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Find Velocitiy from an Acceleration vs. Displacement Graph

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  1. Jan 16, 2016 #1

    CGI

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    1. The problem statement, all variables and given/known data
    The a-s graph for a rocket moving along a straight horizontal track has been experimentally determined. If the rocket starts from rest, determine its speed at the instants s = 20m, 50m, and 70m, respectively. On the graph, S1 = 50m, a1 = 10 m/s^2, S2 = 70m, and a2 = 20 m/s^2

    2. Relevant equations
    ads = vdv



    3. The attempt at a solution
    I know that the solution for the velocity at S2 = 70m is V = 40 m/s, but I'm not sure how to get there.
    I know we talked about the relationship for ads = vdv so I tried taking the integral on both sides to calculate for the velocity.

    I tried to solve for the velocity at S2

    The integral from 0 to v of vdv = the integral from 0 to 20 of ads
    So, V^2/2 = 20s which means V^2 = 40s where S = 70 meters.
    So I get V = √(40)(70) = 52.9, which is not correct.

    20160116_194713.jpg Any help would be much appreciated!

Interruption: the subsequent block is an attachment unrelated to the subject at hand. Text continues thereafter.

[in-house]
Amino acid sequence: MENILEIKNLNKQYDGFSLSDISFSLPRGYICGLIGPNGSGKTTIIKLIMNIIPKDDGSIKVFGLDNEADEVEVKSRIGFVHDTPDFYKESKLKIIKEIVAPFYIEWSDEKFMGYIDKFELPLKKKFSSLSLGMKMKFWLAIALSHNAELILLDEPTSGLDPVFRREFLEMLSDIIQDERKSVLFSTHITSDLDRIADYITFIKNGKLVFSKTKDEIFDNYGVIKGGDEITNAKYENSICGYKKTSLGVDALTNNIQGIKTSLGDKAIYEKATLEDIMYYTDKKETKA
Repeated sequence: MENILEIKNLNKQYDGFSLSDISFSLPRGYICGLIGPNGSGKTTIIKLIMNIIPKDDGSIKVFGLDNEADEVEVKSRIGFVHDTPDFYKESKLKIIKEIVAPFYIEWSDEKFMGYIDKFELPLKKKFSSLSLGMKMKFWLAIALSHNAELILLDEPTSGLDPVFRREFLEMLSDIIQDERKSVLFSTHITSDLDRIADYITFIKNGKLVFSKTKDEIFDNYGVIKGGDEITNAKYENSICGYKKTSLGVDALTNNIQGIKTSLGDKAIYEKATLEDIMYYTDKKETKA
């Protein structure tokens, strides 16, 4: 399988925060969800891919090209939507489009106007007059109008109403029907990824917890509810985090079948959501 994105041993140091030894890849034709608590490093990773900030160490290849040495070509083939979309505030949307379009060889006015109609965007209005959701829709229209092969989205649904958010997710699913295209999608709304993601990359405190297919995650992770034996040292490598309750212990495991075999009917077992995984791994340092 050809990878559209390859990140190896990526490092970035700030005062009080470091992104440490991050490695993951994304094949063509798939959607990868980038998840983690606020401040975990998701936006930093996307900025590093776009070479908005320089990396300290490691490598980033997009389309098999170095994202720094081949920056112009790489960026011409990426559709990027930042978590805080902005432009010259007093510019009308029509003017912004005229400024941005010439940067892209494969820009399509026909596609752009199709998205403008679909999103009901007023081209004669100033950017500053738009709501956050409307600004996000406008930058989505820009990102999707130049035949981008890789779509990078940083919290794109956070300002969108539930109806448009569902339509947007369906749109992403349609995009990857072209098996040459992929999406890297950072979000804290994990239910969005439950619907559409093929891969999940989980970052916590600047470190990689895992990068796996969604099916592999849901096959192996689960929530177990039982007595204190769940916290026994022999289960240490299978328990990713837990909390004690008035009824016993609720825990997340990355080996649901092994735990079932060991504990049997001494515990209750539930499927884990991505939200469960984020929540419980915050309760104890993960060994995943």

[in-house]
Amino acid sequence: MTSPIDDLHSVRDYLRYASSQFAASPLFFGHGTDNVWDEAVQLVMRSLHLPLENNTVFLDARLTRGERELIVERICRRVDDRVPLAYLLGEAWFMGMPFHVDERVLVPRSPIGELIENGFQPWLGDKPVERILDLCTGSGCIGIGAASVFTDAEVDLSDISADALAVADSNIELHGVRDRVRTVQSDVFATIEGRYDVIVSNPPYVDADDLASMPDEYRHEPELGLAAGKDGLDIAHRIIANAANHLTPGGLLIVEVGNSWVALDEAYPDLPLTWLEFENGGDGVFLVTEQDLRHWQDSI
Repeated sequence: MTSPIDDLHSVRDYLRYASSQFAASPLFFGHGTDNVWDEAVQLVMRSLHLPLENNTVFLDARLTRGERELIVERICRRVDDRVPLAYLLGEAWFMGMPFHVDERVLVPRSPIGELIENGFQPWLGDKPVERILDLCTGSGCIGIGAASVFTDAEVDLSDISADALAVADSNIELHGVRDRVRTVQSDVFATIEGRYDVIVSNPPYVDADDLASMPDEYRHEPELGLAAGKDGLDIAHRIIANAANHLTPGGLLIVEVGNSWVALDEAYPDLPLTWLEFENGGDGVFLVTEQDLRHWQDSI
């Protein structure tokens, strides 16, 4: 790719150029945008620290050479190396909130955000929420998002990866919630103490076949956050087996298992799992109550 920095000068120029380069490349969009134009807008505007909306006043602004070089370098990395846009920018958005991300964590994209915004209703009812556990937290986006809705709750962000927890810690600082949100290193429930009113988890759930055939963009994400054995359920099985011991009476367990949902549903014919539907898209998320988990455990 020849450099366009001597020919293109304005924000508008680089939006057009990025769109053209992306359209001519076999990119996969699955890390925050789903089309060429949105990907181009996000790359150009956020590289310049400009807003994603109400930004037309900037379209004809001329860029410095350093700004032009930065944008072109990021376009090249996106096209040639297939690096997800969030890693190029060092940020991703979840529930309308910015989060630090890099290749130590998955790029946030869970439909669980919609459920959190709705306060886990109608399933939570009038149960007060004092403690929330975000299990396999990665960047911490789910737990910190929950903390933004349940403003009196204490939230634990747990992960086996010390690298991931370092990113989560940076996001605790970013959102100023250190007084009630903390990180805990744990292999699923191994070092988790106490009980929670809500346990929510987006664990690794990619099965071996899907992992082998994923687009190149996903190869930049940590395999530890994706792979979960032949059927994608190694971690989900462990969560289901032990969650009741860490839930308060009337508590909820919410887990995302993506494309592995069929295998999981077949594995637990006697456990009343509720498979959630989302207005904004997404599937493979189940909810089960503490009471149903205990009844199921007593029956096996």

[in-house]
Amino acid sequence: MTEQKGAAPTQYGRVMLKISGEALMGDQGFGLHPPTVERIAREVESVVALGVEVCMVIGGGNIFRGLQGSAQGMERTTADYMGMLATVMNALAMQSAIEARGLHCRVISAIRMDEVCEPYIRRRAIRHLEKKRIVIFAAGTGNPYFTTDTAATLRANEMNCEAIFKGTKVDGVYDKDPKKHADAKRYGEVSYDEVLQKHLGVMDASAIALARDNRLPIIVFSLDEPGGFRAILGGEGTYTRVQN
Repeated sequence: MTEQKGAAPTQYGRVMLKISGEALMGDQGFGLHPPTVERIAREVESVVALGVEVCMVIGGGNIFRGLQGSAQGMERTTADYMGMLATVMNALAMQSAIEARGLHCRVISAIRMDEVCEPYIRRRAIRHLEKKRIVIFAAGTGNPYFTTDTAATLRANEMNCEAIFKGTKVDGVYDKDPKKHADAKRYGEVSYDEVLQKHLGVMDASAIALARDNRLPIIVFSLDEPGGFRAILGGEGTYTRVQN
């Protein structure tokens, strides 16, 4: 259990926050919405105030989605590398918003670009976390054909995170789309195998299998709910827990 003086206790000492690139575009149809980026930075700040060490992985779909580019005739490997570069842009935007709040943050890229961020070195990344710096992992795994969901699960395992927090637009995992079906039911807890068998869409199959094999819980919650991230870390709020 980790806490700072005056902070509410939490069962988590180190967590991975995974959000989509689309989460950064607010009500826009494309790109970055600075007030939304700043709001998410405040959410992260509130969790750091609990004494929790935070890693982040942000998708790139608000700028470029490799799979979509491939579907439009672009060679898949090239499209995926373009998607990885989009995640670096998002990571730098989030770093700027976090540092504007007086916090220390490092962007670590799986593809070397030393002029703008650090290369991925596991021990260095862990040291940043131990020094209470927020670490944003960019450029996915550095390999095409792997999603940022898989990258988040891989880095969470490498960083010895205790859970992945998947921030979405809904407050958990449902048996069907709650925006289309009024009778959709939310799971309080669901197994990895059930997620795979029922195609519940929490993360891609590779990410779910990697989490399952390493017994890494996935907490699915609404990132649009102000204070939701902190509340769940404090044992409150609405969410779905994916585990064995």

2. jcsd
  3. Jan 16, 2016 #2

    TSny

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    What is the graphical way to interpret the integral of ads from s = 0 to s = 70 m?
     
  4. Jan 16, 2016 #3

    CGI

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    My best guess is the area of that section from 0 to 70? Is that in the right direction?
     
  5. Jan 16, 2016 #4

    TSny

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    Yes.
     
  6. Jan 16, 2016 #5

    CGI

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    Okay, so I got 800 for the total area underneath, but I'm not sure what the next step is
     
  7. Jan 16, 2016 #6

    TSny

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    Good.

    How is the integral of ads related to the integral of vdv?
     
  8. Jan 16, 2016 #7

    CGI

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    They're equal to each other? So I could set v^2/2 = 800 which in the end makes v = 40.

    Did I think about that correctly?
     
  9. Jan 17, 2016 #8

    TSny

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    Yes.
     
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